Harvey Coverage Showcases New Coverage Capabilities and the Challenges They Bring

Amazing. Unbelievable. Engaging.

The live images we saw from the local stations and cable networks covering the Hurricane Harvey aftermath were almost overwhelming. Technology has pushed live reporting to a new level.

Crews weren’t stuck to a stationary position tethered to a microwave or satellite truck. Viewers were taken live into the middle of the rescue and recovery efforts. Live on boats. Live inside of rescue helicopters. Untethered in military chopper zones and talking to victims almost as soon as they’re rescued. Press conferences instantly broadcast and streamed as crews used bonded cellular transmitters mounted on their cameras… units no bigger than some camera batteries.

We have truly entered a new era of live disaster and breaking coverage. But this also brings along challenges.

With this technology, everything and everyone is live. No editing, no discussion about what to show and, maybe more importantly, what not to show. Immediate decisions need to be made in the field.

The temptation is to show it all. But we shouldn’t.

It’s not always about the viewer but also about the victims. Kudos to reporters and photojournalists who knew when to turn the cameras away, including the CNN crew who turned the camera away as rescuers helped an elderly man assisting his Alzheimer’s-stricken wife into the boat. In fact, the reporter put down the mike to help.

There were dozens of live interviews with those rescued telling us what it was like and how they barely escaped, and journalists asking how their kids were coping and what their homes looked like as the story unfolded. It helped us all understand the magnitude and the humanity of the disaster.

These technologies are no longer optional. They’re a must.

If given a choice of buying a live truck or a cellular transmitter for each photojournalist, I would recommend the transmitters. Years ago, in my newsroom I was always pro-truck, but you have to get the story on the air and doing it from the truck no longer cuts it. If you have three trucks you have three shots. If you have 10 photojournalists with this gear you have 10 live shots.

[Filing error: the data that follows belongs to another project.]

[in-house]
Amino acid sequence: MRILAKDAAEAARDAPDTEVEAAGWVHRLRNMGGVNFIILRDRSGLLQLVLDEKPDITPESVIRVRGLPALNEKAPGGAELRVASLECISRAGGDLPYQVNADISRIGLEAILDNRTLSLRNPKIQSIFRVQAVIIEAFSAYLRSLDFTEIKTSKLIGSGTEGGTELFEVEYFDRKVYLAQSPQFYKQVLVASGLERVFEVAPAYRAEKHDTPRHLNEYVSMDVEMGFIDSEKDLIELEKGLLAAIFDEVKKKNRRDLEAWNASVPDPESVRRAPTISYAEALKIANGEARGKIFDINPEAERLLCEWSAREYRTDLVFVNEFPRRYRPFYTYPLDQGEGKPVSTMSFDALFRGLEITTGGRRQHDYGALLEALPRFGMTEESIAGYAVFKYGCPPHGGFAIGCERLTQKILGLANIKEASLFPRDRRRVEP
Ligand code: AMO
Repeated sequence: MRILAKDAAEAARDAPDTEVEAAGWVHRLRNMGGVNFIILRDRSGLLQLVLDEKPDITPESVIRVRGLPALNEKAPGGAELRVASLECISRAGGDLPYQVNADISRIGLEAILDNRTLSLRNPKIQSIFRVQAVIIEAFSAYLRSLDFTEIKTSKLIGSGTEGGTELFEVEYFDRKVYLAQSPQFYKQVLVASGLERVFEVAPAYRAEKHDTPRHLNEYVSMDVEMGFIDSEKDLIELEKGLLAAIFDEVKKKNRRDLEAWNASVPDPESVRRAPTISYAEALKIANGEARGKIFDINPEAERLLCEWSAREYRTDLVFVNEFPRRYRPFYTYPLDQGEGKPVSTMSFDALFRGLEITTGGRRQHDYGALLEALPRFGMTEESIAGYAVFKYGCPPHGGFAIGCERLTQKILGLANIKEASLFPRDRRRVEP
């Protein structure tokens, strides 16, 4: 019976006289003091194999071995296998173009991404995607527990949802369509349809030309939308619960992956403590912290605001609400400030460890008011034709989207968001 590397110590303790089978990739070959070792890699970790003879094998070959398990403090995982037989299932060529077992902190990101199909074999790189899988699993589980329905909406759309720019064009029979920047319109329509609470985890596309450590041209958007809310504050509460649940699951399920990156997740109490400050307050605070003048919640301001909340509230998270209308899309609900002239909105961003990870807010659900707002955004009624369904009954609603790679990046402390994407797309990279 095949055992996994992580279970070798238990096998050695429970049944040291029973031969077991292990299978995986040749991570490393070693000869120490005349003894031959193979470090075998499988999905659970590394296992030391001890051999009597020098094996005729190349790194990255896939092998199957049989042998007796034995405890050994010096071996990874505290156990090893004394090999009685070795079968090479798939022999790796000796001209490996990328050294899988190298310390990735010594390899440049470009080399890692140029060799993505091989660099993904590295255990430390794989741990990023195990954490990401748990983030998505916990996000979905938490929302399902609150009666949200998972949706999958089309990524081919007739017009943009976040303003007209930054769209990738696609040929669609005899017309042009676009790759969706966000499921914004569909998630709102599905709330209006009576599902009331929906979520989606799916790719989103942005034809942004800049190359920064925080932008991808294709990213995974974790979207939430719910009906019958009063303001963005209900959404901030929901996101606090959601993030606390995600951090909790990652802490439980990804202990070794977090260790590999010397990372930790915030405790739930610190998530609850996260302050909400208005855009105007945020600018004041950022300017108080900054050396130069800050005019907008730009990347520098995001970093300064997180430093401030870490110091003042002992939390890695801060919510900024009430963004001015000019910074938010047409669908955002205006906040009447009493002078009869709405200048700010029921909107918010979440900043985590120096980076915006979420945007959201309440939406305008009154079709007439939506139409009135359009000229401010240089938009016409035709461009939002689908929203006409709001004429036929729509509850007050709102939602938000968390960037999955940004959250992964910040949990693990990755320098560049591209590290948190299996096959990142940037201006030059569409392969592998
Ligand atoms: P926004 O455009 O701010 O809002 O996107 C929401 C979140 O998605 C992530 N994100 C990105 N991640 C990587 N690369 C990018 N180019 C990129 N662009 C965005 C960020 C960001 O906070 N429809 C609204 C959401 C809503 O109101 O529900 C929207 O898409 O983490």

But you still have to know how to use it. Does everyone in the field now how to transmit with it? Do the folks back in-house know how to use the receiver/decoders and servers and get it to the control room and your digital platforms?  I would bet that in many shops the weekend, part timers and the overnight folks lack the training and experience. Fix that now. Later could be too late.

The stations in Houston have shown us they were technologically ready, people were trained and they were able to focus on taking us inside the story (sometimes even to locations rescuers hadn’t gotten to yet).

Amazing. Unbelievable. Engaging.

In an upcoming CJ&N Blog, I’ll offer ideas and actionable steps on how to make sure your newsroom is ready.

By | 2017-11-02T21:53:02+00:00 September 6th, 2017|CJ&N, future of journalism, Steve Schwaid|0 Comments

About the Author:

Today developing an effective digital media strategy is critical for revenue growth and brand-building. Steve is working with station groups, website developers, content suppliers, and others to in three key areas: social media, web and mobile. In addition, Steve puts his extensive television news expertise to work for clients helping them develop and refine their on-air product. Steve has led news operations in markets across the country including Philadelphia, Atlanta, Hartford and Tampa. In addition, he has served as an executive at the corporate level for NBC Universal and Meredith Local Media leading strategic growth and digital content initiatives. Most recently, Steve was vice president of news at WTXF, FOX Philadelphia where he took all newscasts from a fourth place position to second or first. Steve has also served on several industry boards and is the winner of many awards including the Georgia AP Best Website Award and numerous Emmy awards.